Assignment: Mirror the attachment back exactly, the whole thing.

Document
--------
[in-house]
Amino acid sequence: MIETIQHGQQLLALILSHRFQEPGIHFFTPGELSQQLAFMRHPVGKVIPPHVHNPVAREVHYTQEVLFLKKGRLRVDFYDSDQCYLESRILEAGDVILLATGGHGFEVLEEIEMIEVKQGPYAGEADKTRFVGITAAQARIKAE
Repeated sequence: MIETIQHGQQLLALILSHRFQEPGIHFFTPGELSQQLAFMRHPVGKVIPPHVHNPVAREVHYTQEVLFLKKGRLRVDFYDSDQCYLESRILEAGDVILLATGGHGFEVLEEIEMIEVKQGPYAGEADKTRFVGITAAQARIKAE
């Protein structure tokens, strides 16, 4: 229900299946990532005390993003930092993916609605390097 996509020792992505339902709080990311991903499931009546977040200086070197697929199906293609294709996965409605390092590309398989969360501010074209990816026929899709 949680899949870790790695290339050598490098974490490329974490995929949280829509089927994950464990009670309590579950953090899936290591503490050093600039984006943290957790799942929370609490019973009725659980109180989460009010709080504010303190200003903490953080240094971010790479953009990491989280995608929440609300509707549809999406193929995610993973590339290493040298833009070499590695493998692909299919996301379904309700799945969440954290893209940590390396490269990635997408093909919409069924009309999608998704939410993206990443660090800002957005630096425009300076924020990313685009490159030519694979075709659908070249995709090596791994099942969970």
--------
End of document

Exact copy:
[in-house]
Amino acid sequence: MIETIQHGQQLLALILSHRFQEPGIHFFTPGELSQQLAFMRHPVGKVIPPHVHNPVAREVHYTQEVLFLKKGRLRVDFYDSDQCYLESRILEAGDVILLATGGHGFEVLEEIEMIEVKQGPYAGEADKTRFVGITAAQARIKAE
Repeated sequence: MIETIQHGQQLLALILSHRFQEPGIHFFTPGELSQQLAFMRHPVGKVIPPHVHNPVAREVHYTQEVLFLKKGRLRVDFYDSDQCYLESRILEAGDVILLATGGHGFEVLEEIEMIEVKQGPYAGEADKTRFVGITAAQARIKAE
């Protein structure tokens, strides 16, 4: 229900299946990532005390993003930092993916609605390097 996509020792992505339902709080990311991903499931009546977040200086070197697929199906293609294709996965409605390092590309398989969360501010074209990816026929899709 949680899949870790790695290339050598490098974490490329974490995929949280829509089927994950464990009670309590579950953090899936290591503490050093600039984006943290957790799942929370609490019973009725659980109180989460009010709080504010303190200003903490953080240094971010790479953009990491989280995608929440609300509707549809999406193929995610993973590339290493040298833009070499590695493998692909299919996301379904309700799945969440954290893209940590390396490269990635997408093909919409069924009309999608998704939410993206990443660090800002957005630096425009300076924020990313685009490159030519694979075709659908070249995709090596791994099942969970």